Record bonus payments at Vestcor and lingering questions about the organization's record of posting below average investment returns has New Brunswick Liberals renewing a call for the Auditor General's Office to be given authority to audit the organization.
"While Vestcor is not a Crown Corporation, they are responsible for handling the pension fund for Government of New Brunswick employees and therefore need to be held accountable," Rob McKee, the Liberal finance and treasury board critic, said in a statement Monday.
The Moncton Centre MLA was reacting to news Vestcor created a new incentive plan for its employees in 2021 but without fully cancelling the plan it replaces. Instead, both operated simultaneously in 2021, rewarding employees for the same achievements twice in many cases.
The new incentive program was fully functional in 2021 and employees earned $5.9 million in bonuses from its operation.
Bonsus from two programs
That was a new bonus record for Vestcor on its own, but employees were then paid another $2.7 million from the old incentive program that is being left partially operational until 2023.
"The exorbitant amounts of bonus pay given to senior employees is a major reason why the Auditor General should have the authority to analyze Vestcor's operations," said McKee's statement.
"As most of what they do is manage the pensions of Government of New Brunswick employees, they are responsible for handling a large sum of taxpayer dollars, which makes transparency and accountability that much more important."
Vestcor is headquartered in Fredericton and was set up in the 1990s to manage what has become $21 billion in New Brunswick government employee pension and other funds, including about $900 million in N.B. Power nuclear waste and decommissioning funds.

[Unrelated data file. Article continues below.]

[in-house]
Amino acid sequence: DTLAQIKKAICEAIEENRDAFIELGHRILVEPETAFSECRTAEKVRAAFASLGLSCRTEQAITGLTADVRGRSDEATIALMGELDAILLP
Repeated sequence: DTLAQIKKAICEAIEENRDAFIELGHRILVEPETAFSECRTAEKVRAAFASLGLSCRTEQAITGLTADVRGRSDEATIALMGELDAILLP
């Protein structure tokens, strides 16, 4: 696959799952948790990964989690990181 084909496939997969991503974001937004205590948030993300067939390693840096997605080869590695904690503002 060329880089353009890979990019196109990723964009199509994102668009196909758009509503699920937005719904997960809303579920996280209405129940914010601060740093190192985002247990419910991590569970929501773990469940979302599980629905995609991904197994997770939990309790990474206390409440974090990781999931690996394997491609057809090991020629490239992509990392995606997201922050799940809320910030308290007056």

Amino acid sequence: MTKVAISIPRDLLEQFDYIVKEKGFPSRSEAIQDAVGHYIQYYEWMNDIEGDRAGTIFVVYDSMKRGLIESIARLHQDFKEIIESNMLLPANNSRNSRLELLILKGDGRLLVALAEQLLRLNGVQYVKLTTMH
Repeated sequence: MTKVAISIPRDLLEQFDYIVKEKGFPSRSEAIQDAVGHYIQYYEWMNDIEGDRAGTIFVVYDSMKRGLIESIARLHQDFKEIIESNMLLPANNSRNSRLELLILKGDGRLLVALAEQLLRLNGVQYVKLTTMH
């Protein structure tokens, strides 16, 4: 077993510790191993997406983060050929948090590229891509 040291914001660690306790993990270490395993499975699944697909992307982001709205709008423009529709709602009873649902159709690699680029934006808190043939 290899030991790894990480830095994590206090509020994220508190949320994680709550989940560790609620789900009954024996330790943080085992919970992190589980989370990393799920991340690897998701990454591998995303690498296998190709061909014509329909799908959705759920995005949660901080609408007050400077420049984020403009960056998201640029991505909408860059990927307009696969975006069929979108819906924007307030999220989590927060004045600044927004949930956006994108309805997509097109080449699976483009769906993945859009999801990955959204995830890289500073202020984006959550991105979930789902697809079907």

It was originally a Crown agency but was reconfigured, renamed and given its independence in 2016.
It's now jointly owned by the province's two largest public pension plans serving New Brunswick civil servants and teachers.
Although Vestcor is not owned by government, two New Brunswick auditor generals have argued "the significant amount of funds from public sources Vestcor manages" and its "extensive government-entity client base" make its operations a public interest concern.
Most of the bonus payments awarded to Vestcor employees in 2021 were generated by investment returns that exceeded Vestcor's own internal targets but which were otherwise below industry averages, according to at least one measure.
According to Vestcor's annual reports, earnings on the funds it manages have totalled $5.5 billion over the last four years covering 2018 to 2021.
The amount exceeded the organization's benchmark investment targets for the periods by $652 million after covering the organization's expenses. That includes $452 million in returns above Vestcor's benchmarks in 2021 alone.
That's the source of most of the bonus payments — the difference between Vestcor's 2021 investment returns of 9.46 per cent and its overall target in 2021 of 7.23 per cent.